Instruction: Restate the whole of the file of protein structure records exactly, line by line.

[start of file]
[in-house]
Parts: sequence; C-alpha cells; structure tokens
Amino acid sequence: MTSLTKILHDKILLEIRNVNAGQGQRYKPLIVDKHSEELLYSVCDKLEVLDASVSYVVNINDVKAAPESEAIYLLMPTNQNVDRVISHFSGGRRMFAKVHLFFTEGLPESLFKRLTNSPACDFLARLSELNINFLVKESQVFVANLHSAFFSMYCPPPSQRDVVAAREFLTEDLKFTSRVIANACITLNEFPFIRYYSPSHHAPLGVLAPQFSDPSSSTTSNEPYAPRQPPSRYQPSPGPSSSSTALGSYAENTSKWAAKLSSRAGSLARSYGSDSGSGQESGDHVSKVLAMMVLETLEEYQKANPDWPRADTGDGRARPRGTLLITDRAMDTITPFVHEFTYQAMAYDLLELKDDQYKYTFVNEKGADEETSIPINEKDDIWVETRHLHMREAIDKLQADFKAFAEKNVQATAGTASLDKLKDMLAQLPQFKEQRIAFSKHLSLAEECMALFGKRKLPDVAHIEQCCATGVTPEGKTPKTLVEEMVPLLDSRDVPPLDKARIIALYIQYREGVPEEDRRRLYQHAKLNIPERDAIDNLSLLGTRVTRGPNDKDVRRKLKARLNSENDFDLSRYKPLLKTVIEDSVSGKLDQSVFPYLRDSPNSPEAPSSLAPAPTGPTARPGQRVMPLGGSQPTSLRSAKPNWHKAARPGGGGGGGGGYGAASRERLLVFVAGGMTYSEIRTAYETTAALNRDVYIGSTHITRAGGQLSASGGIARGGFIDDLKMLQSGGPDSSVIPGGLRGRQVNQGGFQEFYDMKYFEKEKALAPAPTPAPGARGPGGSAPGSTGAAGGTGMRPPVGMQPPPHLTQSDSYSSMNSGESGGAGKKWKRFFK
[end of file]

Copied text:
[in-house]
Parts: sequence; C-alpha cells; structure tokens
Amino acid sequence: MTSLTKILHDKILLEIRNVNAGQGQRYKPLIVDKHSEELLYSVCDKLEVLDASVSYVVNINDVKAAPESEAIYLLMPTNQNVDRVISHFSGGRRMFAKVHLFFTEGLPESLFKRLTNSPACDFLARLSELNINFLVKESQVFVANLHSAFFSMYCPPPSQRDVVAAREFLTEDLKFTSRVIANACITLNEFPFIRYYSPSHHAPLGVLAPQFSDPSSSTTSNEPYAPRQPPSRYQPSPGPSSSSTALGSYAENTSKWAAKLSSRAGSLARSYGSDSGSGQESGDHVSKVLAMMVLETLEEYQKANPDWPRADTGDGRARPRGTLLITDRAMDTITPFVHEFTYQAMAYDLLELKDDQYKYTFVNEKGADEETSIPINEKDDIWVETRHLHMREAIDKLQADFKAFAEKNVQATAGTASLDKLKDMLAQLPQFKEQRIAFSKHLSLAEECMALFGKRKLPDVAHIEQCCATGVTPEGKTPKTLVEEMVPLLDSRDVPPLDKARIIALYIQYREGVPEEDRRRLYQHAKLNIPERDAIDNLSLLGTRVTRGPNDKDVRRKLKARLNSENDFDLSRYKPLLKTVIEDSVSGKLDQSVFPYLRDSPNSPEAPSSLAPAPTGPTARPGQRVMPLGGSQPTSLRSAKPNWHKAARPGGGGGGGGGYGAASRERLLVFVAGGMTYSEIRTAYETTAALNRDVYIGSTHITRAGGQLSASGGIARGGFIDDLKMLQSGGPDSSVIPGGLRGRQVNQGGFQEFYDMKYFEKEKALAPAPTPAPGARGPGGSAPGSTGAAGGTGMRPPVGMQPPPHLTQSDSYSSMNSGESGGAGKKWKRFFK